I’ve always done my own cycle repairs. As a youngster, it was simply because I liked taking things apart to see how they worked and then trying to put them back together again. Given that I had an extremely basic tool kit and an even more basic understanding of bicycle components and their repair, the result often left a lot to be desired.
However, I persevered and as the years have gone I’ve acquired the knowledge and tools to look after my fleet of bikes. In fact, I’ve taken it further than that and build my own wheels and once tried my hand on a frame building course.
Yet today, I often find myself looking at new bikes and wondering where to start when it comes to routine servicing, never mind trying to fix a serious problem.
Originally this used to be the case with mountain bikes when they began to feature hydraulic disc brake systems and ever more complicated suspension linkages and multi-adjustable shock options. It is now starting to be the same with road bikes too as electronic shifting becomes ever more prevalent.
For the longest time, if the bike’s gears didn’t shift properly is was normally because the cable had stretched and the indexing had gone out. The fix was simple enough; a quick twist of the barrel adjuster at the rear mech. If the problem persisted it might be that the gear hanger was slightly bent. Again, this was something that could easily be fixed, at least on a steel frame. Now, if I was presented with a bike running Di2 and told it wasn’t shifting properly I wouldn’t know where to begin.
It’s not just the complexity and rise of technology that I find difficult to keep up with. There is also the issue of ever changing standards for parts like headsets and bottom brackets and the tools need to fit and service them. Rather than simply needing the appropriate spanners and only having to worry about whether the bottom bracket had English or Italian threads, these days you have to consider bearing presses and pullers, cup sizes and more besides.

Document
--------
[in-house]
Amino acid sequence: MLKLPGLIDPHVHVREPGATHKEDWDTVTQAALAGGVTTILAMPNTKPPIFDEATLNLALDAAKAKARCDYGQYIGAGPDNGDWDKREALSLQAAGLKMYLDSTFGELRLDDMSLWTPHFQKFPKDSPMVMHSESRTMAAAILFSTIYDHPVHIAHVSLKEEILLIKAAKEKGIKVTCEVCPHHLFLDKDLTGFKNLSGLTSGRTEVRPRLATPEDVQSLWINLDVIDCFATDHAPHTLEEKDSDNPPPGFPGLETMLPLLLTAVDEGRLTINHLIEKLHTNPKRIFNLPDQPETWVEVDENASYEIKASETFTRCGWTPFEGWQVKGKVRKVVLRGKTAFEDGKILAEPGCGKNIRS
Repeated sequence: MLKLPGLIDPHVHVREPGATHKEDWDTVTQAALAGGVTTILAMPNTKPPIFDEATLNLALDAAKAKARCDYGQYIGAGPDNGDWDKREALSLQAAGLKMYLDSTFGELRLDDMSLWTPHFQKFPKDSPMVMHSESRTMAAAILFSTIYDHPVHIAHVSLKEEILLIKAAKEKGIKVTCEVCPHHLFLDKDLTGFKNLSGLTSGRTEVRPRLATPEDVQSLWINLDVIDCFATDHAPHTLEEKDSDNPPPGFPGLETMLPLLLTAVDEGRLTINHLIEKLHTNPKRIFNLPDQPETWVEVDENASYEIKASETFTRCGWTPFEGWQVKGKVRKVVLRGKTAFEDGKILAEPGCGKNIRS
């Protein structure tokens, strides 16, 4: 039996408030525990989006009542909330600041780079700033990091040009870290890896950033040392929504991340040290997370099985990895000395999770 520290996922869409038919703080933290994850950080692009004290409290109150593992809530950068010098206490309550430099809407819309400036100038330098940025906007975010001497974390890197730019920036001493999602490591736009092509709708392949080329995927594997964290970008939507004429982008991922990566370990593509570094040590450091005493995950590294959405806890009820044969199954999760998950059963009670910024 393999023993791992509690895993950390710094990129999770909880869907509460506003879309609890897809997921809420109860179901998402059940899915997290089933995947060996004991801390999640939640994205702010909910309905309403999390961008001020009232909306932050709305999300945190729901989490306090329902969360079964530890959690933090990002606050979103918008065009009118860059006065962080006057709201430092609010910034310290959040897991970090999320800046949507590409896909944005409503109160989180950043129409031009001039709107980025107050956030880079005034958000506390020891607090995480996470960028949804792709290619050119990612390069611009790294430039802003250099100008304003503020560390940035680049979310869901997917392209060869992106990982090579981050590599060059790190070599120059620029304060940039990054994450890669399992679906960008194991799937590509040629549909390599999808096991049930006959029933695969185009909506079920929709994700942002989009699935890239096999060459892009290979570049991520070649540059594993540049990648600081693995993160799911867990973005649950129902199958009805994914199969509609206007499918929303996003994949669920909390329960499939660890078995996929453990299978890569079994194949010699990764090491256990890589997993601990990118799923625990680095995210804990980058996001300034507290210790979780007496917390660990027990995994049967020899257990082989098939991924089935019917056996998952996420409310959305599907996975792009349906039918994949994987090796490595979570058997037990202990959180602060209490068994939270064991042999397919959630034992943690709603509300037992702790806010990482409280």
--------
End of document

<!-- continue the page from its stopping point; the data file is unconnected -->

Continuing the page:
The absurdity of situation struck me recently when building up a new frame. I had been told it had a BB30 bottom bracket shell. Fair enough I thought until I discovered that there are different BB30 cup options. Nothing like going shopping for a bottom bracket and then standing there looking utterly bewildered when asked which BB30 cups you want by the shop assistant. It’s especially bad when your reply of BB30 gets the reply of which BB30, 42 or 46?
The next time I get a frame I think I’ll admit I’m getting old and just take the frame to my local shop, hand over my credit card and let them have the headache of working out what’s compatible and what tools they need to make everything fit and work correctly.
If I feel the need to work on a bicycle I’ll take my old, steel, rigid, single speed mountain bike apart and rebuild it with fresh brake cables and clean grease in all the cup and cone bearings. I know how to do that and I have the right tools.
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